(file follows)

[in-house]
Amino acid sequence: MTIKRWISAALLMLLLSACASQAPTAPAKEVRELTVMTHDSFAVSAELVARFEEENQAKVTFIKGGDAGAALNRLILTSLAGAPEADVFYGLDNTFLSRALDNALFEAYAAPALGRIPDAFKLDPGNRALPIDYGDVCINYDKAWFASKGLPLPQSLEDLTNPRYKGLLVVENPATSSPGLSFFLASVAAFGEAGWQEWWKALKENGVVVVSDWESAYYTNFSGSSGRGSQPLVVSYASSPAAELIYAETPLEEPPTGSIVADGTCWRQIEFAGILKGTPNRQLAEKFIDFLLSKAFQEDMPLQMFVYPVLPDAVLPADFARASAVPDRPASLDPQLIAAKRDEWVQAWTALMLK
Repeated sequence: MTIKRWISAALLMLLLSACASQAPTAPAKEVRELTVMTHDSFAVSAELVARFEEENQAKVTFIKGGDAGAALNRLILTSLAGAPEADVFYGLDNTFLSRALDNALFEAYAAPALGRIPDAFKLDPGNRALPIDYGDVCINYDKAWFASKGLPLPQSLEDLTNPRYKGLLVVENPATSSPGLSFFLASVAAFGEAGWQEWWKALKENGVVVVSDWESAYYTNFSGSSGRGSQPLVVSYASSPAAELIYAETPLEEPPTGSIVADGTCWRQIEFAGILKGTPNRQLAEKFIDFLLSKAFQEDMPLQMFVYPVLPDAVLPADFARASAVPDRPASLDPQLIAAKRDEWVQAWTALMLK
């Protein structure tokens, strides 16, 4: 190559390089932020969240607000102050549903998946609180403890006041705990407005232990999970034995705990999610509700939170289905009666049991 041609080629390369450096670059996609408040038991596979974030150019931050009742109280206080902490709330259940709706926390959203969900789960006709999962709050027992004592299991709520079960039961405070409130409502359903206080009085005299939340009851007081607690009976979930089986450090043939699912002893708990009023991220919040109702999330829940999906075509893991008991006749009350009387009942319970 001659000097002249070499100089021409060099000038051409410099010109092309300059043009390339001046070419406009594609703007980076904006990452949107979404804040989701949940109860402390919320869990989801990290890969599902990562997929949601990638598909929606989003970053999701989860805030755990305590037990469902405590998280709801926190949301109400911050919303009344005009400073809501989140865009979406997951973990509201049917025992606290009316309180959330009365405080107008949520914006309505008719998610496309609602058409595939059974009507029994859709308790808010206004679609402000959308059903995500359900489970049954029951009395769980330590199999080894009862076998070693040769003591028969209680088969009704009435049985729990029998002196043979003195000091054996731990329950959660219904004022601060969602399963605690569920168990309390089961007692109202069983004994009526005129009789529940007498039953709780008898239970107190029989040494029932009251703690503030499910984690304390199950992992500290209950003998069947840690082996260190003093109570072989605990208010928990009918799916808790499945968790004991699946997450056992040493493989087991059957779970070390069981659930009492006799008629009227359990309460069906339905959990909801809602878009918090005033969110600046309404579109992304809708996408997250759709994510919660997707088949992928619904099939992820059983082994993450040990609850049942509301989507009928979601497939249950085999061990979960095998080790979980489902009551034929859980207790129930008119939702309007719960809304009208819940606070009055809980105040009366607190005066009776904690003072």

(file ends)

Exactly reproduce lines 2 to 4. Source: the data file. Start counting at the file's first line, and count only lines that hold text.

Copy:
Amino acid sequence: MTIKRWISAALLMLLLSACASQAPTAPAKEVRELTVMTHDSFAVSAELVARFEEENQAKVTFIKGGDAGAALNRLILTSLAGAPEADVFYGLDNTFLSRALDNALFEAYAAPALGRIPDAFKLDPGNRALPIDYGDVCINYDKAWFASKGLPLPQSLEDLTNPRYKGLLVVENPATSSPGLSFFLASVAAFGEAGWQEWWKALKENGVVVVSDWESAYYTNFSGSSGRGSQPLVVSYASSPAAELIYAETPLEEPPTGSIVADGTCWRQIEFAGILKGTPNRQLAEKFIDFLLSKAFQEDMPLQMFVYPVLPDAVLPADFARASAVPDRPASLDPQLIAAKRDEWVQAWTALMLK
Repeated sequence: MTIKRWISAALLMLLLSACASQAPTAPAKEVRELTVMTHDSFAVSAELVARFEEENQAKVTFIKGGDAGAALNRLILTSLAGAPEADVFYGLDNTFLSRALDNALFEAYAAPALGRIPDAFKLDPGNRALPIDYGDVCINYDKAWFASKGLPLPQSLEDLTNPRYKGLLVVENPATSSPGLSFFLASVAAFGEAGWQEWWKALKENGVVVVSDWESAYYTNFSGSSGRGSQPLVVSYASSPAAELIYAETPLEEPPTGSIVADGTCWRQIEFAGILKGTPNRQLAEKFIDFLLSKAFQEDMPLQMFVYPVLPDAVLPADFARASAVPDRPASLDPQLIAAKRDEWVQAWTALMLK
């Protein structure tokens, strides 16, 4: 190559390089932020969240607000102050549903998946609180403890006041705990407005232990999970034995705990999610509700939170289905009666049991 041609080629390369450096670059996609408040038991596979974030150019931050009742109280206080902490709330259940709706926390959203969900789960006709999962709050027992004592299991709520079960039961405070409130409502359903206080009085005299939340009851007081607690009976979930089986450090043939699912002893708990009023991220919040109702999330829940999906075509893991008991006749009350009387009942319970 001659000097002249070499100089021409060099000038051409410099010109092309300059043009390339001046070419406009594609703007980076904006990452949107979404804040989701949940109860402390919320869990989801990290890969599902990562997929949601990638598909929606989003970053999701989860805030755990305590037990469902405590998280709801926190949301109400911050919303009344005009400073809501989140865009979406997951973990509201049917025992606290009316309180959330009365405080107008949520914006309505008719998610496309609602058409595939059974009507029994859709308790808010206004679609402000959308059903995500359900489970049954029951009395769980330590199999080894009862076998070693040769003591028969209680088969009704009435049985729990029998002196043979003195000091054996731990329950959660219904004022601060969602399963605690569920168990309390089961007692109202069983004994009526005129009789529940007498039953709780008898239970107190029989040494029932009251703690503030499910984690304390199950992992500290209950003998069947840690082996260190003093109570072989605990208010928990009918799916808790499945968790004991699946997450056992040493493989087991059957779970070390069981659930009492006799008629009227359990309460069906339905959990909801809602878009918090005033969110600046309404579109992304809708996408997250759709994510919660997707088949992928619904099939992820059983082994993450040990609850049942509301989507009928979601497939249950085999061990979960095998080790979980489902009551034929859980207790129930008119939702309007719960809304009208819940606070009055809980105040009366607190005066009776904690003072």